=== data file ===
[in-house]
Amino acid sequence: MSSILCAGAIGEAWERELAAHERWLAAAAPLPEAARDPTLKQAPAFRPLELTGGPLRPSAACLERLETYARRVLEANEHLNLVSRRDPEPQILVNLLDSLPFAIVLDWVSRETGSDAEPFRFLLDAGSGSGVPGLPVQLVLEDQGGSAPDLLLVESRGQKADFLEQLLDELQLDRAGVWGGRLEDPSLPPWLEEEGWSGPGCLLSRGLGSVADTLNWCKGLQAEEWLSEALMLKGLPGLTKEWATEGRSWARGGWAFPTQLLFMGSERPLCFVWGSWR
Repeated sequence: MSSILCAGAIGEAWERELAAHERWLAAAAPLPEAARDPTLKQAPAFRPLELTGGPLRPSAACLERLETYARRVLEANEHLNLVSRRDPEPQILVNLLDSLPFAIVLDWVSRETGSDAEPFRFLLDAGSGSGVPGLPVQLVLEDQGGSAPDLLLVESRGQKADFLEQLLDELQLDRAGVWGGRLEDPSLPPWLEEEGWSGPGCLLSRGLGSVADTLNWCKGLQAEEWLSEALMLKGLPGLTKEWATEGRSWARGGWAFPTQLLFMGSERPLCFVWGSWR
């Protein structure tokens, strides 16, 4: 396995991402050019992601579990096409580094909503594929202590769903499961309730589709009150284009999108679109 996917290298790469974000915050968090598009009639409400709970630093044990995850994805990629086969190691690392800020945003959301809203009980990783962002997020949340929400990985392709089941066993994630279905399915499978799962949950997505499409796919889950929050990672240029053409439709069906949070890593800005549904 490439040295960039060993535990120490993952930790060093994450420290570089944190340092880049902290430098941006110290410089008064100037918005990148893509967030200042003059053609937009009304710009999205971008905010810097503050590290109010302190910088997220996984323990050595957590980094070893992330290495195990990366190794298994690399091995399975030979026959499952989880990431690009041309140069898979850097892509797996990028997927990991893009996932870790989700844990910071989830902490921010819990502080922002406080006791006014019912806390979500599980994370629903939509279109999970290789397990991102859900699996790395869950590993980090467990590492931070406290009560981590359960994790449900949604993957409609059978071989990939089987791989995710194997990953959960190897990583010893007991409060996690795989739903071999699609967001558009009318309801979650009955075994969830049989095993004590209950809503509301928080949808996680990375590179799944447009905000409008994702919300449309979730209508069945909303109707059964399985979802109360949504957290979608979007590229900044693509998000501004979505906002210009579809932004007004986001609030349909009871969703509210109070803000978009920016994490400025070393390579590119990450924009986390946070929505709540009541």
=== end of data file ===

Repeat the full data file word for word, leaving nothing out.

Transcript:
[in-house]
Amino acid sequence: MSSILCAGAIGEAWERELAAHERWLAAAAPLPEAARDPTLKQAPAFRPLELTGGPLRPSAACLERLETYARRVLEANEHLNLVSRRDPEPQILVNLLDSLPFAIVLDWVSRETGSDAEPFRFLLDAGSGSGVPGLPVQLVLEDQGGSAPDLLLVESRGQKADFLEQLLDELQLDRAGVWGGRLEDPSLPPWLEEEGWSGPGCLLSRGLGSVADTLNWCKGLQAEEWLSEALMLKGLPGLTKEWATEGRSWARGGWAFPTQLLFMGSERPLCFVWGSWR
Repeated sequence: MSSILCAGAIGEAWERELAAHERWLAAAAPLPEAARDPTLKQAPAFRPLELTGGPLRPSAACLERLETYARRVLEANEHLNLVSRRDPEPQILVNLLDSLPFAIVLDWVSRETGSDAEPFRFLLDAGSGSGVPGLPVQLVLEDQGGSAPDLLLVESRGQKADFLEQLLDELQLDRAGVWGGRLEDPSLPPWLEEEGWSGPGCLLSRGLGSVADTLNWCKGLQAEEWLSEALMLKGLPGLTKEWATEGRSWARGGWAFPTQLLFMGSERPLCFVWGSWR
């Protein structure tokens, strides 16, 4: 396995991402050019992601579990096409580094909503594929202590769903499961309730589709009150284009999108679109 996917290298790469974000915050968090598009009639409400709970630093044990995850994805990629086969190691690392800020945003959301809203009980990783962002997020949340929400990985392709089941066993994630279905399915499978799962949950997505499409796919889950929050990672240029053409439709069906949070890593800005549904 490439040295960039060993535990120490993952930790060093994450420290570089944190340092880049902290430098941006110290410089008064100037918005990148893509967030200042003059053609937009009304710009999205971008905010810097503050590290109010302190910088997220996984323990050595957590980094070893992330290495195990990366190794298994690399091995399975030979026959499952989880990431690009041309140069898979850097892509797996990028997927990991893009996932870790989700844990910071989830902490921010819990502080922002406080006791006014019912806390979500599980994370629903939509279109999970290789397990991102859900699996790395869950590993980090467990590492931070406290009560981590359960994790449900949604993957409609059978071989990939089987791989995710194997990953959960190897990583010893007991409060996690795989739903071999699609967001558009009318309801979650009955075994969830049989095993004590209950809503509301928080949808996680990375590179799944447009905000409008994702919300449309979730209508069945909303109707059964399985979802109360949504957290979608979007590229900044693509998000501004979505906002210009579809932004007004986001609030349909009871969703509210109070803000978009920016994490400025070393390579590119990450924009986390946070929505709540009541």